Why Skinny Isn’t The Same As It Once Was

I don’t want to be skinny, at least not today.

This was the topic of conversation yesterday morning between my friends Katie, Michelle and myself during our cool down jog.

Skinny isn’t appealing, it doesn’t sound healthy and it isn’t setting a good example to friends, family and my clients.

I feel like “skinny” has morphed into something completely different then what it was 20 years ago. 20 years ago, being skinny was a compliment, it was the look women wanted to achieve.



But more than anything, skinny up until 10 years ago, was healthy.

Growing up, I had several nicknames to reflect my tall, slender body (I was always the tall kid until I stopped growing around age 12).

Olive Oil

Lil’ Twiggy (My grandfather called me Lil’ Twiggy and my mom was Twiggy)

Skinny Minny

You could be described as skinny but still have feminine curves, toned muscles.

I feel that description is no longer valid.

We are currently in a culture where boundaries are always trying to be pushed. When models of the 80s were “skinny”  I am sure they thought they simply couldn’t get any thinner (like Claudia above).



Those models compared to the ones that grace magazines and runways today wouldn’t be given a second look. Well, perhaps for a plus-sized gig.

Which is sad.

No, You Don’t Want To Be Skinny

When I sit down and talk with new clients, often times they’ll confess their desire to be skinny. As soon as I can see the “s” word making it’s way up, before it has a chance to make it’s debut…

I correct them.

“No, you don’t want to be skinny. You want to be healthy.” 

There has been a lot, and I mean a lot, of talk going on right now about Miley Cyrus. I’m not going to open that whole can of worms here, I have nothing to say in regards to her personal choices. However, I will say this…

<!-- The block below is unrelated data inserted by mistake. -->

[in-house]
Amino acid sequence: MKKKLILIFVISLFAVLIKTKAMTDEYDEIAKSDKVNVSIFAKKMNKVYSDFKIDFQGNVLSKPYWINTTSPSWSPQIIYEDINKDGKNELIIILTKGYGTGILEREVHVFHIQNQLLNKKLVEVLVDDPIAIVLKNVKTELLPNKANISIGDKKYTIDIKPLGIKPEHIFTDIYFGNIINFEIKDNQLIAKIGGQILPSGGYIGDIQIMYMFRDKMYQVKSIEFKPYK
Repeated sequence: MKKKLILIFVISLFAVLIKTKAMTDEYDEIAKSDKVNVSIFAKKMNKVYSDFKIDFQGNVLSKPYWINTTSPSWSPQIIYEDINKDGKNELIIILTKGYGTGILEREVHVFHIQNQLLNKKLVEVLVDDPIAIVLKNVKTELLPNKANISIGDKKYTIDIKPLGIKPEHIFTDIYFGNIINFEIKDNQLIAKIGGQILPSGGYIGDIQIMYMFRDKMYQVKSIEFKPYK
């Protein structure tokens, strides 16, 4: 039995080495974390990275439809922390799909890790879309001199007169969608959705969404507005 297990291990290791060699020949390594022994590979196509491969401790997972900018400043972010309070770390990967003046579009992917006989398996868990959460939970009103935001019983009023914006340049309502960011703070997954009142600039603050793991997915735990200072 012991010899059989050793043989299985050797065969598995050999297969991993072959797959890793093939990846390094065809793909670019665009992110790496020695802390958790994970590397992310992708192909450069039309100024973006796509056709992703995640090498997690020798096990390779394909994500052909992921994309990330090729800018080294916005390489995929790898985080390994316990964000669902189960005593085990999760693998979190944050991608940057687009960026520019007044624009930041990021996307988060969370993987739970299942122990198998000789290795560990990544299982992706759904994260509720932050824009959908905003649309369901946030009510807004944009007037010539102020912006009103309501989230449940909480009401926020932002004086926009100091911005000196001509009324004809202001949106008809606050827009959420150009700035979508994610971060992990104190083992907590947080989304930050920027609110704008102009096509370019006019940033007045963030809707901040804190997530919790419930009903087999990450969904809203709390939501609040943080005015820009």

Her body doesn’t look strong, it doesn’t look confident…



It looks Frail. Breakable. Skinny.

It’s sad, that this is the look that women and young adults are pressured to compare themselves too. After all, she was the #1 Maxim Hottie! 

It’s sad, that there are times when I look in the mirror and wonder: Am I thin enough?

It’s that word… ENOUGH that gets us into trouble.

Are you fit enough? Thin enough? Toned enough? Fast enough? Strong enough?

But enough compared to who?

You’re Enough

Dan and I don’t have a television. I know that that sounds completely insane. But it’s liberating on so many levels.

We eat lunch and dinner together at a table (something I never did growing up with my family). We actually talk and spend time together, it’s nice. I love these moments.

We get a lot done! Working from home used to be distracting with the tv. Now, there isn’t an option.

But it’s more than that… 

And I am not forced to look at “perfect” figures all the time. The people that the media glorifies and aims to make us feel inferior to. I am not comparing myself to these ladies asking if I am enough compared to them.